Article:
This certainly does not resolve ethical issues presented in both films, or preclude a discussion of exploitation, but it is an interesting lens through which to view history.

    So when can I expect a movie about Bertha Pappenheim? Thanks so much, Reel Deal!

  6. Bruce Russell says:

    I read a review of “Augustine” by Godfrey Cheshire on the Roger Ebert site that I liked. Cheshire argues that the film focuses too narrowly on the romance between Charcot and Augustine. He writes, “we never get a sense of what he makes of her case. Not once does he tell anyone what he thinks her problem is or how it might be cured.” Cheshire contrasts this film with “A Dangerous Method” which he says has greater intellectual depth because it does not focus exclusively on the erotic relation between Jung and Sabina Spielrein. I’m not often found quoting Lacan, but Cheshire says the following about Augustine, “…her trajectory encapsulates Jacques Lacan’s remark that ‘A hysteric is a slave looking for a master to rule over.'” Quite apt!

    Why doesn’t Augustine talk as much as Spielrein does in “A Dangerous Method”? Augustine is uneducated and very young while Spielrein was well educated and became a co-investigator with Jung.

    I think the correct definition of “exploitation” is: taking unfair advantage of someone who is vulnerable. That’s what pimps sometimes do to their prostitutes. I think Charcot exploits Augustine by treating her as a circus side-show attraction, displaying her hysterical, and orgasmic, gyrations before his voyeuristic colleagues. Though Jung exploits Spielrein, if we compare Charcot and Jung as presented in the respective films, there is more exploitation by Charcot than Jung. Also, as presented in the films, there is more love by Jung for Spielrein than by Charcot for Augustine, though the amount of lust each shows for the respective women might be equivalent!

  7. Maria Christoff says:

    Bruce Russell, your question “Why doesn’t Augustine talk as much as Spielrein does in “A Dangerous Method”?” is very compelling.
    I do not know the historical Augustine’s age when she entered the Salpetriere, but Spielrein was 19 years old when she was admitted to the Burgholzi. They were both teenagers.
    I agree that a major reason Spielrein was given a voice, while Augustine less so, in these films, and in history, is the result of Spielrein hailing from a wealthy family, with a multilingual upbringing, and a superb education. Not knowing as much about Augustine’s history, but based on the fact that she was a servant, it seems fair to suppose she was poor.
    Still, I think an equally important factor is that Jung and Bleuler were treating Spielrein’s hysteria with Freud’s “Talking Cure.” They had “Studies in Hysteria” and “Three Essays” in their treatment arsenal, and they were determined to allow Spielrein to talk out the childhood causes of her illness.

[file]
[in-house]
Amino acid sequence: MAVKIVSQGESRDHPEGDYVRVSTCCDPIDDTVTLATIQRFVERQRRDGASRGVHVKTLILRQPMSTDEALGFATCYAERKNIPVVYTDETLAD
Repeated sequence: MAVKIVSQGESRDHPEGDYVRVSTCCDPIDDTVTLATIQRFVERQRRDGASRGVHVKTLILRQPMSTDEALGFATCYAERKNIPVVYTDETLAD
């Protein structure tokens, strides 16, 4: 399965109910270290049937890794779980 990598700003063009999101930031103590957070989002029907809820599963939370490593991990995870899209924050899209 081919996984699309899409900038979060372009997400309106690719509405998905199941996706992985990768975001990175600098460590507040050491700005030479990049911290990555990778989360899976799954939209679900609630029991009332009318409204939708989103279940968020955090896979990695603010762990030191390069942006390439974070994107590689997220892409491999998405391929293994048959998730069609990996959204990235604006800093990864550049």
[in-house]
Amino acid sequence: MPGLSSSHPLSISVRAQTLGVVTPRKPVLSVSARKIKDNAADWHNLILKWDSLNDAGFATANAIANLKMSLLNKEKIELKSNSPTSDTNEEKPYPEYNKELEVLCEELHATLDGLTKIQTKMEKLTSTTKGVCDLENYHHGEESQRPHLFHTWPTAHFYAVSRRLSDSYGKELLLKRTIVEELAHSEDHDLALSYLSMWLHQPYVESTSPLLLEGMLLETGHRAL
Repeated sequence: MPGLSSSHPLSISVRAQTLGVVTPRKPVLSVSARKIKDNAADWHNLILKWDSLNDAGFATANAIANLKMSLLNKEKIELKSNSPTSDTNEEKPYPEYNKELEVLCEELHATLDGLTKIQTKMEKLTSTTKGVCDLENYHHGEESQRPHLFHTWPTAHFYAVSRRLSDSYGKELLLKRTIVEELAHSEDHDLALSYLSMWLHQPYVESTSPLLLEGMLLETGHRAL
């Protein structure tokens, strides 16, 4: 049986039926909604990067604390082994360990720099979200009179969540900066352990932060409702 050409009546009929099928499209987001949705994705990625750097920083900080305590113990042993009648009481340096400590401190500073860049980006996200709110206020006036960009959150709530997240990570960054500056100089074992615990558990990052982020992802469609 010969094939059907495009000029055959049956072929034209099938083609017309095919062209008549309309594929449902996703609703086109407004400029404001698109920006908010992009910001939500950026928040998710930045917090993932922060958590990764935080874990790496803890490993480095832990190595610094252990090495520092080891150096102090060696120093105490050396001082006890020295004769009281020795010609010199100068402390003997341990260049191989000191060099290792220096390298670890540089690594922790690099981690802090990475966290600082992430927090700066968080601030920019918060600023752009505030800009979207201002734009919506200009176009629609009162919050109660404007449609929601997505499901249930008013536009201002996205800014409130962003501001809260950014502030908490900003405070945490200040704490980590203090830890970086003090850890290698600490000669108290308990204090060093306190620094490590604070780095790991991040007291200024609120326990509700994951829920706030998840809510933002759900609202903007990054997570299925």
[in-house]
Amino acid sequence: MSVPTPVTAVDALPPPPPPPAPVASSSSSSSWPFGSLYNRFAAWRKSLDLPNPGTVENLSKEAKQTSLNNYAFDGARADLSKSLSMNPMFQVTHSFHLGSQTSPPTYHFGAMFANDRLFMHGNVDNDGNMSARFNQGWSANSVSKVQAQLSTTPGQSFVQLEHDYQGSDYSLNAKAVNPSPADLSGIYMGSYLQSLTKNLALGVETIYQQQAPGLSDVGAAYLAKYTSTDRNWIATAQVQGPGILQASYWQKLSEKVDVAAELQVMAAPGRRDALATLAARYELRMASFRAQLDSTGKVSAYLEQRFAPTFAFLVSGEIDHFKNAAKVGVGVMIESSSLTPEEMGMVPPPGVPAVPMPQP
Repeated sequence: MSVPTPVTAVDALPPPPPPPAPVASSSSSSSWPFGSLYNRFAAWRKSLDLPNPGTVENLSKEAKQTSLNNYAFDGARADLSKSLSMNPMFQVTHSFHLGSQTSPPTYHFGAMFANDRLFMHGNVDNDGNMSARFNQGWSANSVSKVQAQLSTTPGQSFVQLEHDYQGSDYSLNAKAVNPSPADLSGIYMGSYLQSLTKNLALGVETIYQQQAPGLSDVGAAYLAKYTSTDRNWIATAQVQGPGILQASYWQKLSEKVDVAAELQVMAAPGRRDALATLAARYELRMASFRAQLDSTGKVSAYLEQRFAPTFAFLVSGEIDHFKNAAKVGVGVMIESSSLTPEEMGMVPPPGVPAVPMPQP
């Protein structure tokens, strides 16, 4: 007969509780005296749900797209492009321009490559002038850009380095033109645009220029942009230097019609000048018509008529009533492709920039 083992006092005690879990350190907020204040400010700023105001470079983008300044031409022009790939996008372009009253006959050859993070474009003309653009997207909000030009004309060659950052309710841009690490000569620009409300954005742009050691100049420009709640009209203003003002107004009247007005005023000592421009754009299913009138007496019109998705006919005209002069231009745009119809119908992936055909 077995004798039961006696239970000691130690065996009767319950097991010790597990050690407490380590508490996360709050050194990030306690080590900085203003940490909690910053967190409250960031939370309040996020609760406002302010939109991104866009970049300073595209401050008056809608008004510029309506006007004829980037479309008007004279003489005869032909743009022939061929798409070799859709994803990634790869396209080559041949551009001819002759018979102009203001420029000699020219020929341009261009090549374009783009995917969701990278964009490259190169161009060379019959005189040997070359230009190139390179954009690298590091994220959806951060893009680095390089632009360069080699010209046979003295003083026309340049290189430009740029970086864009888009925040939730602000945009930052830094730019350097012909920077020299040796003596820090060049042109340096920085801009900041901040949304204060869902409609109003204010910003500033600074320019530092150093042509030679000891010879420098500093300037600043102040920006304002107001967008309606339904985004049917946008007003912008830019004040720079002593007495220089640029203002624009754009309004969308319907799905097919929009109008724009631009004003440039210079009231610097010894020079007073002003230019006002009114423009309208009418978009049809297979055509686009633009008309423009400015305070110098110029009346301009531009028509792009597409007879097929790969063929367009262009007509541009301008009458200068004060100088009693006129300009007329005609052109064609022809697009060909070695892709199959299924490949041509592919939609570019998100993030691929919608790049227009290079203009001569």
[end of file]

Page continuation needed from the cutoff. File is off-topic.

No such method had yet been invented when Augustine was being treated for hysteria.
    In this way, I think the film Augustine accurately portrayed an absence of verbalization in the treatment of hysteria, like Jolyn Welsh Wagner writes, it was “primitive.”
    Additionally, at the Burgholzi, Jung was training under a series of predecessors (Bleuler and Forel) that paid particular attention to treating their patients humanely, and with dignity.
    I don’t know whether the historical Charcot had sexual relations with his patient Augustine. It is also a subject of debate whether the historical Jung and Spielrein consummated their love for each other. Regardless, Jung definitely broke a professional code of ethics by becoming romantically involved with a patient (exploited her), and it caused her a great deal of harm, as evidenced by her journals.
    They were indeed co-creators of many of Jung’s most famous theories, especially the Anima. However, history does not adequately recognize Spielrein’s part. As an hysteric, (perhaps as a woman?), like Augustine, she is silenced.

  8. Bruce Russell says:

    Maria, I take almost all the points you make. When I discussed “A Dangerous Method” at a meeting of Reel Deal, I argued that Jung did not exploit Sabina by having sexual relations with her. He did in other ways: by throwing her under the bus to Freud (calling her hysterical, obsessed with him, etc), by denying that she was his patient because she had not been paying him, and by treating her coldly when she came back to see him after he had talked to her mother (all this according to the film). Not to mention that he did not leave his wife for her. Later, according to the film, he regretted that.

    Many people know my general argument about professional codes and their violations. In the case of psychiatry, the purpose of the code is to prevent exploitation and to insure that analysts act in the best interests of their patients. There are possible cases where consensual sexual and romantic relations would not violate the purpose of the code, which is to prevent exploitation and further the best interests of the patient. In those cases it would seem self-defeating to adhere to the code. Whether Jung’s relation to Sabina fits the bill, is an historical question. Whether any particular case meets those conditions is an empirical question. The way I see it, whether there are possible conditions under which a violation of the code is morally permissible, and not exploitative, is a philosophical question. It does not follow that any violation of the code involves exploitation.